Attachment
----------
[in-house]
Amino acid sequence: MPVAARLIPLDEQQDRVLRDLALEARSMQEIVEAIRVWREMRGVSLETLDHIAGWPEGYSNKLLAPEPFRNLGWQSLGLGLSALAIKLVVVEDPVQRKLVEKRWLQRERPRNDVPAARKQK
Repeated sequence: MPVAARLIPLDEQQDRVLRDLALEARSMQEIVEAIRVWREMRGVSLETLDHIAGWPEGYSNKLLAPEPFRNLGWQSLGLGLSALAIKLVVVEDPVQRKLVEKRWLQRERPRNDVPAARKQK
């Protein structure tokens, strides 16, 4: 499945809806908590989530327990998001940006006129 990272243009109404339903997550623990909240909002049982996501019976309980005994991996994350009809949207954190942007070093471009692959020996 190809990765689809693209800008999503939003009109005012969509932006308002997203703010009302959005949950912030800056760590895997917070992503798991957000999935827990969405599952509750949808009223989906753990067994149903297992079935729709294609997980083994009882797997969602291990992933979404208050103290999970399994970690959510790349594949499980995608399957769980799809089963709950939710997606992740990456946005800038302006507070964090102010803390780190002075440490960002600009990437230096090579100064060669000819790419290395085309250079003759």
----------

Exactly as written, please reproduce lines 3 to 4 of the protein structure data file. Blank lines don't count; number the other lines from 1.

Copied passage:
Repeated sequence: MPVAARLIPLDEQQDRVLRDLALEARSMQEIVEAIRVWREMRGVSLETLDHIAGWPEGYSNKLLAPEPFRNLGWQSLGLGLSALAIKLVVVEDPVQRKLVEKRWLQRERPRNDVPAARKQK
């Protein structure tokens, strides 16, 4: 499945809806908590989530327990998001940006006129 990272243009109404339903997550623990909240909002049982996501019976309980005994991996994350009809949207954190942007070093471009692959020996 190809990765689809693209800008999503939003009109005012969509932006308002997203703010009302959005949950912030800056760590895997917070992503798991957000999935827990969405599952509750949808009223989906753990067994149903297992079935729709294609997980083994009882797997969602291990992933979404208050103290999970399994970690959510790349594949499980995608399957769980799809089963709950939710997606992740990456946005800038302006507070964090102010803390780190002075440490960002600009990437230096090579100064060669000819790419290395085309250079003759």